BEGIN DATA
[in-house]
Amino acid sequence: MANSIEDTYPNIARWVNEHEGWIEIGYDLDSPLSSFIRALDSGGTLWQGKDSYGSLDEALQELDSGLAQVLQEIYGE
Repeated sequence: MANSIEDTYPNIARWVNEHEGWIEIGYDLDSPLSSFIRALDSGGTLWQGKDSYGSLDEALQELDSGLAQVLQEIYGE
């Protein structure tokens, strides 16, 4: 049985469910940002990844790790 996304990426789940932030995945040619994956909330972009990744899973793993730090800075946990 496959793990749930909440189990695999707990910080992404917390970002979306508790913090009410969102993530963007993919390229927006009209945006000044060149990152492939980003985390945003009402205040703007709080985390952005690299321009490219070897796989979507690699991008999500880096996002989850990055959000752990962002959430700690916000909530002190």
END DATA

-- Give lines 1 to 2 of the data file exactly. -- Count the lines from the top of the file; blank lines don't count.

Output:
[in-house]
Amino acid sequence: MANSIEDTYPNIARWVNEHEGWIEIGYDLDSPLSSFIRALDSGGTLWQGKDSYGSLDEALQELDSGLAQVLQEIYGE